One of the most important parts of being a Miami family law attorney for me is fighting for a parent’s right to see their children. In Florida, we have what is known as time-sharing, which has replaced the term custody. Time-sharing refers to the time that a child or children spends with each parent, and the time-sharing schedule is set by the court as stated in Florida Statute 61.13.
So, how does the court decide the time-sharing schedule?
The court’s decision is based on several factors, including the ability and desire of each parent to care for the child, the child’s wishes, and anything that could affect the child’s well-being. The court always acts in the best interest of the child. Below are several factors that can affect how the court rules on your time-sharing.
Factors that Affect the Court’s Decision
- How the parents plan to divide responsibility after divorce.
- The stability of each living environment.
- Evidence of misconduct, such as domestic violence, neglect, and child abuse.
- The requirements of the child’s developmental stage and the demonstrated ability of each parent to provide care.
- Geographic distance between households and how it will affect the time-sharing plan.
- The preference of the child in cases where the child shows sufficient understanding of the situation.
- The ability and willingness of each parent to be involved in the child’s school and extracurricular activities.
Types of Time-Sharing
There are three primary types of time-sharing in Florida—majority time-sharing, equal time-sharing, and supervised time-sharing. Below, I will explore each of these categories and how divorced parents might implement them. If you have any questions about implementation, contact a Miami family law attorney.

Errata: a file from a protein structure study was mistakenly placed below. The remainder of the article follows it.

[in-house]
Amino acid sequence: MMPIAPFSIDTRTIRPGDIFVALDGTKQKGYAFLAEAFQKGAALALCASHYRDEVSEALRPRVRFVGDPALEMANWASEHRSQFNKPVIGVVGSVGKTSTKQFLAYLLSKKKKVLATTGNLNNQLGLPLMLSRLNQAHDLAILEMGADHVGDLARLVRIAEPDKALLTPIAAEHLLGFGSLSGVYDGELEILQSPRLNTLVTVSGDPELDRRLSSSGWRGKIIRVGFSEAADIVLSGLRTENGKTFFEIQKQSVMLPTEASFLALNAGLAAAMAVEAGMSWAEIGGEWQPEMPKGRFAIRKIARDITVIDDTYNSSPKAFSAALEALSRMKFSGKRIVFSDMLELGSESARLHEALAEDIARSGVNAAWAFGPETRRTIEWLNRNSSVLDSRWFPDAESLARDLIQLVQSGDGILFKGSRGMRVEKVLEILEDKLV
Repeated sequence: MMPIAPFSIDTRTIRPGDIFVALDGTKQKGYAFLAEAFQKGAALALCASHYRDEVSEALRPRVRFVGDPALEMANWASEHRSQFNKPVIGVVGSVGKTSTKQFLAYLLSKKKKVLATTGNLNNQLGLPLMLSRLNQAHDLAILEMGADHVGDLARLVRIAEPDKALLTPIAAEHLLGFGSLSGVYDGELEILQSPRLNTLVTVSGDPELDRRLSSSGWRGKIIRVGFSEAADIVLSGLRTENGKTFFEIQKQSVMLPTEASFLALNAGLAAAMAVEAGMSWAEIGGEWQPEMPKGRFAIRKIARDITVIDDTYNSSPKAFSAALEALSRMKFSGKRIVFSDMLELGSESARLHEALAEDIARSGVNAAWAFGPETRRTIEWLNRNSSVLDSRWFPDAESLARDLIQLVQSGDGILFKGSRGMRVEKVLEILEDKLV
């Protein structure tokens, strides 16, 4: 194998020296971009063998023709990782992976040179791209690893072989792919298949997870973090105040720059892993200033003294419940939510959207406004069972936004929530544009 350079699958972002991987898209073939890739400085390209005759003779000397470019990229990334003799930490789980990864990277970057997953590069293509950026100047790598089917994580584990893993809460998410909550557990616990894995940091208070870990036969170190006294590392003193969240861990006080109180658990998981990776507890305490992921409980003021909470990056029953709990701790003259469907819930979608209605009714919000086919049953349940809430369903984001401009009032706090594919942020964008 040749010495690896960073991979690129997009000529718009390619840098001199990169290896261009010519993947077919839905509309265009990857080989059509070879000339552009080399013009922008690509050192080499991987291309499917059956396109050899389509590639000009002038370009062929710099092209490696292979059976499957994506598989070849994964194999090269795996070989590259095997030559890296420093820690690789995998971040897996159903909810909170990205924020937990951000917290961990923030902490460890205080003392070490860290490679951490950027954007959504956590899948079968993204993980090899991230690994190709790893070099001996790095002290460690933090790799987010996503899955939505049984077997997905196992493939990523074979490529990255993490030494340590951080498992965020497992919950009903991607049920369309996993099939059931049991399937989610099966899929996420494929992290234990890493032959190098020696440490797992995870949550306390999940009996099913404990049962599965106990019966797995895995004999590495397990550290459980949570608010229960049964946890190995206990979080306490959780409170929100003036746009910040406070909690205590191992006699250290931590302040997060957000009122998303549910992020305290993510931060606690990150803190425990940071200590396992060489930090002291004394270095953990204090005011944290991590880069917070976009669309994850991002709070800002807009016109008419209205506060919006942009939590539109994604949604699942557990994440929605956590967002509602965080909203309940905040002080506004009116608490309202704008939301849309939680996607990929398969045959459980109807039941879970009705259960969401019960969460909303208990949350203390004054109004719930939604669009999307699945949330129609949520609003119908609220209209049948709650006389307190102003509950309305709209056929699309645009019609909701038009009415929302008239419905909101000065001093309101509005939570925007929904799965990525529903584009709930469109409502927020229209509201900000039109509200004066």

In a majority time-sharing arrangement, one parent has the majority of overnights with the child. The exact division of overnights depends on the situation, but the parent with the majority may have the child for anywhere from 51% of the time to 99% of the time. While Florida law used to designate the parent with the majority as the “primary residential parent,” it no longer recognizes this term.
Parents might consider this time-sharing plan if one parent has less time to care for the child because of work or other obligations. A Miami family law attorney will be able to guide you on this decision.
As the name implies, an equal time-sharing plan attempts to split the number of overnights with the child equally between the parents. Equal time-sharing is less common than other time-sharing plans, but parents who want to split responsibilities equally might want to try it.
The court may decide to grant supervised time-sharing rights to parents who have a history of domestic violence, child abuse, drug abuse, or unmanaged mental health disorders that put the child at risk. In supervised time-sharing arrangements, a third party is present for visits between parent and child.
Do I Need a Miami Family Law Attorney?
Ultimately, the decision to grant a time-sharing plan lies with the court. However, you can influence the decision with the right evidence. By hiring a Miami family lawyer with the right experience and dedication, you can ensure that your case is as airtight as possible.